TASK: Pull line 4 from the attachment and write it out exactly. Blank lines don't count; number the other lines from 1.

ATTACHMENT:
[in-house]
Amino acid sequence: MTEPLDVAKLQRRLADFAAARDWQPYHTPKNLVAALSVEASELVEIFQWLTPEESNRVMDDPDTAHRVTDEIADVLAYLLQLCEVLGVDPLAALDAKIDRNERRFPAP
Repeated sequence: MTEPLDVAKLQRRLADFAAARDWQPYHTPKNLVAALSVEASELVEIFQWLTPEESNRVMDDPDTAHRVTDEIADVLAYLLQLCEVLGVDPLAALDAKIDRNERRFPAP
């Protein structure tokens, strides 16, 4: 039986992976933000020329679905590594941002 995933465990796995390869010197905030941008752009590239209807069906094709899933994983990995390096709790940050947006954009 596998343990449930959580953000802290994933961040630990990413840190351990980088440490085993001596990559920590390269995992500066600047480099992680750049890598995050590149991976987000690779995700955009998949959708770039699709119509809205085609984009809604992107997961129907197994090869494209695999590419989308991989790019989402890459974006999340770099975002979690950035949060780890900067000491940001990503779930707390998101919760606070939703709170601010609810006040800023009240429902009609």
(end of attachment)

């Protein structure tokens, strides 16, 4: 039986992976933000020329679905590594941002 995933465990796995390869010197905030941008752009590239209807069906094709899933994983990995390096709790940050947006954009 596998343990449930959580953000802290994933961040630990990413840190351990980088440490085993001596990559920590390269995992500066600047480099992680750049890598995050590149991976987000690779995700955009998949959708770039699709119509809205085609984009809604992107997961129907197994090869494209695999590419989308991989790019989402890459974006999340770099975002979690950035949060780890900067000491940001990503779930707390998101919760606070939703709170601010609810006040800023009240429902009609």